Connecticut Post (Sunday)
Have you misplaced your 401(k)?
There is something important that I’d like you to do if you changed jobs sometime during your career. Please check on whether you “took” your 401(k) with you or left it behind on purpose — or did you forget about it, leaving it lost, forlorn and perhaps abandoned?
Keeping in mind that surveys tell us that the 401(k) is one of the more valued perks for people seeking new jobs, how can one forget a 401(k)? According to a Charles Schwab survey of 401(k) plan participants (tinyurl.com/4dfajk6p), a 401(k) account ranks up there with health benefits as being a “must have” option when seeking new employment. In fact, a 401(k) plan (86 percent) and health insurance (84 percent) finished far ahead of life insurance, disability insurance and a health savings account in the survey.
Considering all the good things about a 401(k), just how big a problem is a lost 401(k)? Studies show that it’s not uncommon.
Capitalize, a company that helps people roll over their 401(k)s, found an estimated 24.3 million “forgotten” 401(k) accounts in the U.S. as of May 2021 holding approximately $1.35 trillion in assets (tinyurl.com/ynhn76js).
I must say, those figures took me by surprise. How could that many accounts and that much money be forgotten about?
When you step back to get a bigger picture, this could be the answer: the number of times people change jobs.
The Bureau of Labor Statistics, in a longitudinal survey released in August (tinyurl.com/n29aff74), found that “Individuals born in the latter years of the baby boom (1957-1964) held an average of 12.4 jobs from ages 18 to 54.” About half of those jobs were held between the ages of 18 and 24, according to the report. Again, these numbers are hard to believe, but they do put into context the possibility of forgotten 401(k)s.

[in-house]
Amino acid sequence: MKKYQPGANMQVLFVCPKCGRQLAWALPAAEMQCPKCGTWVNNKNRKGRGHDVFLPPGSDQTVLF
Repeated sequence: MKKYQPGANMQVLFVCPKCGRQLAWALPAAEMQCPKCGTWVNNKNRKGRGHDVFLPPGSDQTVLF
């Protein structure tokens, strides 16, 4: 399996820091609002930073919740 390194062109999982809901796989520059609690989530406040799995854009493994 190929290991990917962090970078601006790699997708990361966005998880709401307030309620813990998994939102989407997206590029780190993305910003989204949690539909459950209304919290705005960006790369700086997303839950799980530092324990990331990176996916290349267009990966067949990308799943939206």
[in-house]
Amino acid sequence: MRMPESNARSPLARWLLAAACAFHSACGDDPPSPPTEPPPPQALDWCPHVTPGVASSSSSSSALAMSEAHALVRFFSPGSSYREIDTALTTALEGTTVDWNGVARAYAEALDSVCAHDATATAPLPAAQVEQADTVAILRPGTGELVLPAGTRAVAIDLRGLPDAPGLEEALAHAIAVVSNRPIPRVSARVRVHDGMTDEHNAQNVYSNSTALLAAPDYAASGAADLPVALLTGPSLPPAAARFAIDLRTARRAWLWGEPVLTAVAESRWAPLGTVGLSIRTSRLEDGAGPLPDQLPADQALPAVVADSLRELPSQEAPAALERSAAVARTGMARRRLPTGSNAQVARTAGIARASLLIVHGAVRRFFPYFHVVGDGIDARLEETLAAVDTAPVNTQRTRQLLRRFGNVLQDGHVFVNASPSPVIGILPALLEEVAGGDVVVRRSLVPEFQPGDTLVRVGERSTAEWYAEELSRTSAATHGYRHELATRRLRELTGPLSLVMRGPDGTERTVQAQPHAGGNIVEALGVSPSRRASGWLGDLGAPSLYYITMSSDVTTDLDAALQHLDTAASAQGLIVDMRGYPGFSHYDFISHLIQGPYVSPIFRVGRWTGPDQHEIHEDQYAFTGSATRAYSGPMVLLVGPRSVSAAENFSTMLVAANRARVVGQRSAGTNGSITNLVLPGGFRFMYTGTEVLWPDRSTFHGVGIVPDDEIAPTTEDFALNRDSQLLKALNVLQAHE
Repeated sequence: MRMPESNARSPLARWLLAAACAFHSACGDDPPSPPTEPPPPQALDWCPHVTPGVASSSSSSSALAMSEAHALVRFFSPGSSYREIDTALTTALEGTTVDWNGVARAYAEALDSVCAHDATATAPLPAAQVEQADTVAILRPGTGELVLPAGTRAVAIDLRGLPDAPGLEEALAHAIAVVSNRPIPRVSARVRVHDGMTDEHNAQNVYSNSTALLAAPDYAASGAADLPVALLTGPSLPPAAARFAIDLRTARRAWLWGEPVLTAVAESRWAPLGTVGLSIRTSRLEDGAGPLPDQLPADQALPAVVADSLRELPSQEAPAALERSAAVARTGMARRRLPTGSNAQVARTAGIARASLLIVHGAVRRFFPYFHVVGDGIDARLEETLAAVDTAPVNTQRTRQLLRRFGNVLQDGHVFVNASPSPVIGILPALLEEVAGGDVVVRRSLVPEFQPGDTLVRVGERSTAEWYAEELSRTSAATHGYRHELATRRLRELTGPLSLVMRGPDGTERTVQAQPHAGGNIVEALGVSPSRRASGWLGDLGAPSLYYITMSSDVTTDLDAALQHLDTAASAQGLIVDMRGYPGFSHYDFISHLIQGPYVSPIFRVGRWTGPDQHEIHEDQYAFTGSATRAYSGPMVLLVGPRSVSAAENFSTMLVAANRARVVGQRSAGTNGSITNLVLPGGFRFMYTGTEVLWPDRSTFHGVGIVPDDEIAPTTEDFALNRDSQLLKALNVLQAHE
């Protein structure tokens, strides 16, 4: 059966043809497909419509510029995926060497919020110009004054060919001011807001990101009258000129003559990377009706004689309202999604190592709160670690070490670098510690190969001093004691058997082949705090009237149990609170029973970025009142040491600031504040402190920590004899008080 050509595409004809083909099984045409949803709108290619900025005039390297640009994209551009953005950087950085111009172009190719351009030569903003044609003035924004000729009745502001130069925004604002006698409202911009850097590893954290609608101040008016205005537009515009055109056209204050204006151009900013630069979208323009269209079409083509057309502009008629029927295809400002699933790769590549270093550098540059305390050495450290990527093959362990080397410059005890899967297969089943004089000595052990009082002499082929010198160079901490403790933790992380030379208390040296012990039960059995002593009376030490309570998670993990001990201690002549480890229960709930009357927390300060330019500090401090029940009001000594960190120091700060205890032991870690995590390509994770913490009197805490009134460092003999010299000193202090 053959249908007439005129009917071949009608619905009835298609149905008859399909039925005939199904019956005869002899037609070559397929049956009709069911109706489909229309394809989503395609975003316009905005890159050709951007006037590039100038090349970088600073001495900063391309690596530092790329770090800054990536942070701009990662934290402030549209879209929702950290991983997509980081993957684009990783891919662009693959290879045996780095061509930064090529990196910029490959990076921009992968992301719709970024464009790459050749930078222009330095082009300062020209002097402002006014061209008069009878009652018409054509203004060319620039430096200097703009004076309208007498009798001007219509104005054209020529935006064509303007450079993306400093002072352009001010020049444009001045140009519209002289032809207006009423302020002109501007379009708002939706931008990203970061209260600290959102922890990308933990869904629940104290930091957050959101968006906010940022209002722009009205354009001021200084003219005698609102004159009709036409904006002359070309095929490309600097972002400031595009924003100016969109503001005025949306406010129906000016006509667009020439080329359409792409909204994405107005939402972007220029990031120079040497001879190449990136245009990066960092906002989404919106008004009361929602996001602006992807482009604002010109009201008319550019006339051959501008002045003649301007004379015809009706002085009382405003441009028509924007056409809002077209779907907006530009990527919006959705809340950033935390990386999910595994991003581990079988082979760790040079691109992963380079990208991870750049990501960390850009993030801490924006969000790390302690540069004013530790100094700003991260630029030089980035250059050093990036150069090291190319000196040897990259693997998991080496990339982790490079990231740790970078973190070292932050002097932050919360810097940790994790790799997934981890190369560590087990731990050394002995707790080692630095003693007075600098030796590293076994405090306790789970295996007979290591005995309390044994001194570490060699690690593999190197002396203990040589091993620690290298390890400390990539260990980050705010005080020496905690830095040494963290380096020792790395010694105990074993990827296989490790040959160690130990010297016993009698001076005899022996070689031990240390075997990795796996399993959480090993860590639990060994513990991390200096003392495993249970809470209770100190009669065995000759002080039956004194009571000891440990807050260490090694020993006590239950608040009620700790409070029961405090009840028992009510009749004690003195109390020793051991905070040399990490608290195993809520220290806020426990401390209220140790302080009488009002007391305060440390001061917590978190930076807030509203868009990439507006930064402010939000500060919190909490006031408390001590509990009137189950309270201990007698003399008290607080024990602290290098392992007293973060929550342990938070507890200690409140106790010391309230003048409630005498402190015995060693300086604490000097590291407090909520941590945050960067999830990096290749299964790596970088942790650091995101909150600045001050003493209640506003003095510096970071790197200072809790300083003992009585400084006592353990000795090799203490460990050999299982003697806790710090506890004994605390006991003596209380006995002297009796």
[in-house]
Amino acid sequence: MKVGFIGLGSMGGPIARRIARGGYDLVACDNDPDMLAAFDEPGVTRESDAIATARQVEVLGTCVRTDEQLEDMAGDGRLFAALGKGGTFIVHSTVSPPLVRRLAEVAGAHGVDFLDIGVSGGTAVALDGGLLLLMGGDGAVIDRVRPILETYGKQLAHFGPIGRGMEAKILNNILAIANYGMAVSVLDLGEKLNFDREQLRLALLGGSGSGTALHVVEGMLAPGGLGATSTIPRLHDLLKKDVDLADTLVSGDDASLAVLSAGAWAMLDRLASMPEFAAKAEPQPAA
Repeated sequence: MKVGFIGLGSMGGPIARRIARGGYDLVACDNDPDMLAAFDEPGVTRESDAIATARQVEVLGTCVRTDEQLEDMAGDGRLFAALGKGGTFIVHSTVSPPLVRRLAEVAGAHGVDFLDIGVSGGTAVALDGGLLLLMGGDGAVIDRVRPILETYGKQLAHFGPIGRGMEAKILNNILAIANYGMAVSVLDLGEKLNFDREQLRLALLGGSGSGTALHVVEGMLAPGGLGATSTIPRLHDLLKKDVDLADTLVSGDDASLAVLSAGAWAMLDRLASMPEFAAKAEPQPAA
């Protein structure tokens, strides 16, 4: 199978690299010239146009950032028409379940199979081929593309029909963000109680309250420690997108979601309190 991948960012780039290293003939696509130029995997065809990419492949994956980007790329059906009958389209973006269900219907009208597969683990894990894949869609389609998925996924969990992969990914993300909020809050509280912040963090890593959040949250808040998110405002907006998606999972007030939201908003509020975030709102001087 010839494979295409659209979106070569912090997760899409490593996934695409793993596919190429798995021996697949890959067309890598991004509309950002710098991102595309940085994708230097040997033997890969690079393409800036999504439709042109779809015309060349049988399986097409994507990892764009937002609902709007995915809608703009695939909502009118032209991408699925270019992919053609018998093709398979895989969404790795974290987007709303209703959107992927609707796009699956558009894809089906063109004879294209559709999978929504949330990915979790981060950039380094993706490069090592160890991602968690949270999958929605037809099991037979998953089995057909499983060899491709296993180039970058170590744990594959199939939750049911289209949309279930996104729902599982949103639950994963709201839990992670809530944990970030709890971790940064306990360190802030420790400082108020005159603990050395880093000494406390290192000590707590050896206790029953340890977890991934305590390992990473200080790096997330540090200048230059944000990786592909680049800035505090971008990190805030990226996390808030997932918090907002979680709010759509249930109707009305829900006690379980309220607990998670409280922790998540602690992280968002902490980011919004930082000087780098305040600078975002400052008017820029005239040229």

The issue of 401(k)s (and other retirement plans) being left behind is important enough that House of Representatives bill H.R. 2954, “Securing a Strong Retirement Act of 2021” (tinyurl.com/6hv88dj4), sets up a “retirement savings lost and found” (Section 306). The lost and found would allow people to find their lost 401(k)s through an online searchable database. The bill also creates an Office of the Retirement Savings Lost and Found. The Senate has similar provisions in a bill titled “Retirement Security and Savings Act of 2021” (tinyurl.com/3wytad4f).
In the meantime, a free search tool is available through the National Association of Unclaimed Property Administrators, a network of the National Association of State Treasurers, at unclaimed.org. Another free site is the National Registry of Unclaimed Retirement Benefits (tinyurl.com/3xn9vc6z). You can find paid search tools as well by searching for “lost 401(k).”
There is another side to this conundrum. Companies that sponsor 401(k) plans are obligated to find missing 401(k) participants. Earlier this year, the Department of Labor issued best practices to follow to prevent losing track of participants, including red flags such as returned mail or uncashed checks (see tinyurl.com/kakzdb).
You would think that the IRS could help locate missing plan participants, but no longer, after 2012 (tinyurl.com/3pzt7yrr).
One more thought: Don’t forget that an employer could close its business and terminate a 401(k). However, since 401(k)s are not the property of the business, your 401(k) does survive (tinyurl.com/2y5z8yz8).
( Just be sure you are getting reports.)
Let me leave you with this thought, which I would love for you to share with everyone you know: When you change jobs, don’t forget your 401(k). You can take it with you to your new employer (if the new plan permits), you can roll it over to an IRA, or you can keep it with your old employer. If you do the latter, be sure to keep in touch with the recordkeepers of old 401(k)s. You need to keep them informed of every move you make. Make sure you continue to receive statements — double-check every quarter.
Finally, let me remind you that 401(k) participants who understand their 401(k)s can prove it to themselves and others through an essay contest that I sponsor. Submit your essay at 401kchampion.com before Oct. 28 and compete to earn the title of 401(k) Champion.
Julie Jason, JD, LLM, a personal money manager (Jackson, Grant of Stamford) and author, welcomes your questions/comments (firstname.lastname@example.org). Her awards include the 2020 Clarion Award, symbolizing
excellence in clear, concise communications. Her latest book, a curated collection of Julie’s columns, is “Retire Securely: Insights on Money Management From an Award-Winning Financial Columnist.” To hear Julie speak, visit juliejason.com/events.